1. Overview

In this tutorial, we’ll explain the Medium Access with Collision Avoidance (MACA) protocol. First, we’ll show the need for this protocol. Then, we’ll explain how the protocol works. Finally, we’ll show how it solves the problem of access control in a shared medium.

2. The Problem

Let’s imagine a family of five persons. The mother and father are Alice and Bob, but we’ll call them A and B for short. A and B have three children: Charlie, David, and Emma. We’ll call the children C, D, and E. One day, the family decides they should all listen to ten minutes of relaxing music in bed and before sleeping.

However, they want to do this as a family activity. So, in each family member’s room, they install a music player with a high-quality speaker whose sound can be heard in all other rooms. This way, if any family member plays music on their speaker, all other members will hear it. Now, they have to find an answer to two important questions. These are: who’s going to play the music? and when? The picture below depicts this setting:

Home Speakers

 

2.1. Signals in Shared Media

Considering the family’s situation, we can imagine why they are facing some challenges. First, to simplify the situation, we assume they all share the same taste in music. Now, we are left with a possible problem. Namely, if two or more speakers play music at the same time. In technical terms, this is called a collision.

Specifically, A collision may occur when multiple sources use the same medium to send a signal. Of course, in our case, the sources are the speakers, the signal is the music, and the medium is air. We deal with communication system collisions using a Medium Access Control (MAC) algorithm.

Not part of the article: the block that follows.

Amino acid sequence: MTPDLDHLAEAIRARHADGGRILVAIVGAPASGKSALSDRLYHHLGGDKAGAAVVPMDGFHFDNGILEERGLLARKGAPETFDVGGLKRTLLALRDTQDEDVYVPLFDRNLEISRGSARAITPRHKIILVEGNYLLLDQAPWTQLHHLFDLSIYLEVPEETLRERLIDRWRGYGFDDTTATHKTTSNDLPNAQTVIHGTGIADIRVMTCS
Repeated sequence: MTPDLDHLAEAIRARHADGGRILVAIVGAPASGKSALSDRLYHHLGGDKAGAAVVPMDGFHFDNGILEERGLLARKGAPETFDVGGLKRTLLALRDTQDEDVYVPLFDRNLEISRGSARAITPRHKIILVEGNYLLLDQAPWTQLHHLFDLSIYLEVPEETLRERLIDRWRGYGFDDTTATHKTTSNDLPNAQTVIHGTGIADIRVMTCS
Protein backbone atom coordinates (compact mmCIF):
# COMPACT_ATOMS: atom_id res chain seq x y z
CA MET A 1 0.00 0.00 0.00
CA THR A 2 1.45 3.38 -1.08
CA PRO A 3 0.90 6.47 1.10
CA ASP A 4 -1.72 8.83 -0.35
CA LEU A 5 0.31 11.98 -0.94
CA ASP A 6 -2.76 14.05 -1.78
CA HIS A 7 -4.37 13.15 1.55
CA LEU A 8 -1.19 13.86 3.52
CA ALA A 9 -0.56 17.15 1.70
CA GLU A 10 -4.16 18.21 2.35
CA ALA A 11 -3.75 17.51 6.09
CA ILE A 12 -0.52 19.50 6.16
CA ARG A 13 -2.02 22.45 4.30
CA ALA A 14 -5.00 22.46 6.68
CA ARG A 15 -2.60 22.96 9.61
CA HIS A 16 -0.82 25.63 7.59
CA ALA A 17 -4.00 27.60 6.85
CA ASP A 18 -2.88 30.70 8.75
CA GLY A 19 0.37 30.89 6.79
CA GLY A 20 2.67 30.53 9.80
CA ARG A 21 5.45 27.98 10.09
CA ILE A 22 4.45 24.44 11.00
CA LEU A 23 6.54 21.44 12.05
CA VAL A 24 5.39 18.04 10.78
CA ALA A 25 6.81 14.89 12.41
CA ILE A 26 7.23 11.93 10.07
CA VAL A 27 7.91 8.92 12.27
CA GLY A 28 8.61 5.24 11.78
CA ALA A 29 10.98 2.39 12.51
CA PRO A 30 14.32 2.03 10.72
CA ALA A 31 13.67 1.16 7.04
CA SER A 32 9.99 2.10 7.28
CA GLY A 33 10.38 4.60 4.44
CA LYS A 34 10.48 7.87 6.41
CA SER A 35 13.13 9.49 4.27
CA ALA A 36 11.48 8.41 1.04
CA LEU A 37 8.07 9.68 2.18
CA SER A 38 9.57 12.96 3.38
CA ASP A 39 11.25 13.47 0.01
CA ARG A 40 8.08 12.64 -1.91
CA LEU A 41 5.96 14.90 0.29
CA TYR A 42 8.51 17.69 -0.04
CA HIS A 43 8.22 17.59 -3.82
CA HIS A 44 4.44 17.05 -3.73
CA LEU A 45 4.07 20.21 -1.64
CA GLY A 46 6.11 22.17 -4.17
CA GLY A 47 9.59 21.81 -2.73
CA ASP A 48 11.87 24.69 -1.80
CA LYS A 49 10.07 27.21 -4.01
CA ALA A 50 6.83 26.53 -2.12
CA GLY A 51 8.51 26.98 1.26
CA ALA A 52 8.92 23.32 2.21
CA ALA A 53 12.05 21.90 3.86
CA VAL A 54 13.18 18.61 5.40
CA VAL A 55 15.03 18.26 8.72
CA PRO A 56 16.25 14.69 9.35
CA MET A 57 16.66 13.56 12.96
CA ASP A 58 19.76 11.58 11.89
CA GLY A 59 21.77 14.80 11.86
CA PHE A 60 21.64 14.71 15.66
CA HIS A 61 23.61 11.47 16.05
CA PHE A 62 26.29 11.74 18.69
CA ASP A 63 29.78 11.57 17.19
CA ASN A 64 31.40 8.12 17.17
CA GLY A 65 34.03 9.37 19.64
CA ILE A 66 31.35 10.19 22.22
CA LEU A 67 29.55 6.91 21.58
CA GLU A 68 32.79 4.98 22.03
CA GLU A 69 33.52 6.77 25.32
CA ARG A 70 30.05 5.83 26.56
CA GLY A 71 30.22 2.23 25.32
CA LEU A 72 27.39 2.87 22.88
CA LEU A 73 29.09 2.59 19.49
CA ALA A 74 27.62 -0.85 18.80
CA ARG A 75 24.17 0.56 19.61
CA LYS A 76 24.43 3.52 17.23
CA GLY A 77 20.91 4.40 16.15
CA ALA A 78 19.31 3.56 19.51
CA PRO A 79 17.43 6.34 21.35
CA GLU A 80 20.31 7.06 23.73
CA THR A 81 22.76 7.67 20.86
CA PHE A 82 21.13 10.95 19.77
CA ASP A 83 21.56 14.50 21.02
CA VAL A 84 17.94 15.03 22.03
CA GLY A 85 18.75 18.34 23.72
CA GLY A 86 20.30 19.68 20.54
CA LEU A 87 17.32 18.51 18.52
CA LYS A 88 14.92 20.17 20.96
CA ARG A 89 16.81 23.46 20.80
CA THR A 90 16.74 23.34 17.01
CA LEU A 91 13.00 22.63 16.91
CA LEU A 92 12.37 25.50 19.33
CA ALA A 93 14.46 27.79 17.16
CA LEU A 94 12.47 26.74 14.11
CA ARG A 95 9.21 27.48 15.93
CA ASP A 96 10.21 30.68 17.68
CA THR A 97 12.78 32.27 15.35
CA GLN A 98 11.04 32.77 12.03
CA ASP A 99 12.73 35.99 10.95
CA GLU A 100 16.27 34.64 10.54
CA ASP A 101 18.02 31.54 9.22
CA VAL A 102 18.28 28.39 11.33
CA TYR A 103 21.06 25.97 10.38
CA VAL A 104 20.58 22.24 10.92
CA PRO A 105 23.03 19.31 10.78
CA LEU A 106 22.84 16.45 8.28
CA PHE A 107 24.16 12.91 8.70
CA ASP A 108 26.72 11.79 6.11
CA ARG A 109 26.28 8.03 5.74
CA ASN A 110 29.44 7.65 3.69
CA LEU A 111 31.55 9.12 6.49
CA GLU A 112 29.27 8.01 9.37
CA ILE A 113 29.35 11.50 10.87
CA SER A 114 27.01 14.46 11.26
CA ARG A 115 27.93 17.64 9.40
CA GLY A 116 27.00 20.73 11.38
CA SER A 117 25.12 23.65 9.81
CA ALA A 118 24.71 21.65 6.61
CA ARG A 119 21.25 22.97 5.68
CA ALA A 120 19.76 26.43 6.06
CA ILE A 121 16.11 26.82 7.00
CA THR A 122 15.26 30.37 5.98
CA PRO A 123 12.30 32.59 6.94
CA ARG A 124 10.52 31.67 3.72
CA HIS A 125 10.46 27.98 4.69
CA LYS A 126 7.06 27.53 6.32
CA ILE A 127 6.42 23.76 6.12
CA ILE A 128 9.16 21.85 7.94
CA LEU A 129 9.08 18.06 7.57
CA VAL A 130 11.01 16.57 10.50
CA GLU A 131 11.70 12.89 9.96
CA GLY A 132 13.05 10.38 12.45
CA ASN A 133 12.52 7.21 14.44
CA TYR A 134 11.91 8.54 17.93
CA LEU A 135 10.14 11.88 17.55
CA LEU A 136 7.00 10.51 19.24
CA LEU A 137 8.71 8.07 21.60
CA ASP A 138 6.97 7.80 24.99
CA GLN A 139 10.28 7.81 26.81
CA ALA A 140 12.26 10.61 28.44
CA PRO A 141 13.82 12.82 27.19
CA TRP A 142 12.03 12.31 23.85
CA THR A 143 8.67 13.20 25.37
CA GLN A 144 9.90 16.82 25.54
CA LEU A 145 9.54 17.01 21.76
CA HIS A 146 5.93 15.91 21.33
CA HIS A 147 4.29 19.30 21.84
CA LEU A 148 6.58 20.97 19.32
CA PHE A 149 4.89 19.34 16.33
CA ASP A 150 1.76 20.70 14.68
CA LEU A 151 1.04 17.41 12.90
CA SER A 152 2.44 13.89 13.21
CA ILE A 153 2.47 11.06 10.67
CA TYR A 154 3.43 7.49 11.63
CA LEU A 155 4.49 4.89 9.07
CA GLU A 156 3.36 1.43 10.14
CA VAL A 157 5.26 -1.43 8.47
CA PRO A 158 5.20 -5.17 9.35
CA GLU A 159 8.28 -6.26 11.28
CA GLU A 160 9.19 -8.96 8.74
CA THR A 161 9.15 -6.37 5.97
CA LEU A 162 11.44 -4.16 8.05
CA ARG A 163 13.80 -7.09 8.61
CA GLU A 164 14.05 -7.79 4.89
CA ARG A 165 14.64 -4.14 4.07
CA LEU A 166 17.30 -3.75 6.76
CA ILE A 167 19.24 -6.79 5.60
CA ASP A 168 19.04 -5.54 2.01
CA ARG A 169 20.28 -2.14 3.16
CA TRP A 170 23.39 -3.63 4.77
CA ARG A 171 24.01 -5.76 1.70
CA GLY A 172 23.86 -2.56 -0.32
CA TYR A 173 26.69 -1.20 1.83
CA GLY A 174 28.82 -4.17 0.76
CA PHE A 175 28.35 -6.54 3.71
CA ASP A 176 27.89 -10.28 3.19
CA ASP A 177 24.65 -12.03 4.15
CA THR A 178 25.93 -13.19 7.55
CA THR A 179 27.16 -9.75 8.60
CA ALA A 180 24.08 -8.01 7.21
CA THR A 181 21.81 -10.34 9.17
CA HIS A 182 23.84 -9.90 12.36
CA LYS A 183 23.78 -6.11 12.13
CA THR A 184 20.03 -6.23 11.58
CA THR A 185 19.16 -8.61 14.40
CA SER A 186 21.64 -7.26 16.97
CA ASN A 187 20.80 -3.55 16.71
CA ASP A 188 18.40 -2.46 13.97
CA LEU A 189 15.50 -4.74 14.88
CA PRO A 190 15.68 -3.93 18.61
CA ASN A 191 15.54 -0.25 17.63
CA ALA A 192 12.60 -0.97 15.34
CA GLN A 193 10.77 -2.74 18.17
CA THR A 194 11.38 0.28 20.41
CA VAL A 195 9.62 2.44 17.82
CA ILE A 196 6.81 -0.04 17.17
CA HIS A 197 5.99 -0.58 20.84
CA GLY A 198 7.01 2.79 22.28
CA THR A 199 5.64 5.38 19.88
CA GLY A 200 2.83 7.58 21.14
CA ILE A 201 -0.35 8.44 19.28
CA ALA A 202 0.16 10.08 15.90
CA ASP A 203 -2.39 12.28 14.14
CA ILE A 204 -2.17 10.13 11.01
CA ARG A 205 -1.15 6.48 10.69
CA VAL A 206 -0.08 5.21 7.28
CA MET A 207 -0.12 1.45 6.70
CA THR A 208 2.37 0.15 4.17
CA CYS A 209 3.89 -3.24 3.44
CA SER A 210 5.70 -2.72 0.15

2.2. Medium Access Control

Let’s consider some methods that the family could follow as a solution to their MAC challenge:

  • Family members can take turns playing music. For instance, they may start with A, then B, then C, and so on till it’s A’s turn again. This is called Time Division Multiple Access (TDMA)
  • Two or more family members can play music at the same time as long as there is no fear of “interference”. For instance, A may play the vocals and C the instruments of some music piece. A somewhat similar technical method is called Frequency Division Multiple Access (FDMA)

Of course, the two methods above require coordination between family members. However, sometimes coordination is hard to achieve. This is especially the case when some members frequently ask to change their time slot or the part they play from a music piece.

So, we think of a simpler method, we’ll call it “ask-permit”. In this new method, a family member wanting to play music will announce this. For instance, C might shout, “Hey D, I would like to play the music today”. He then waits to hear, “OK, go ahead”. Only then will he turn on his music player. Consequently, other family members will abstain from playing music for that night.

Now, we’ll consider this situation in a technical setting. Instead of family members, we’ll have communicating devices, and we’ll dig into the details.

3. Medium Access with Collision Avoidance

Let’s consider a number of communicating devices sharing the same medium. These, for instance, are computers with wireless communication capability, e.g., WiFi. We would like them to communicate while avoiding any collisions, i.e., two or more devices transmitting at the same time. Let’s first consider some practical aspects of device communication.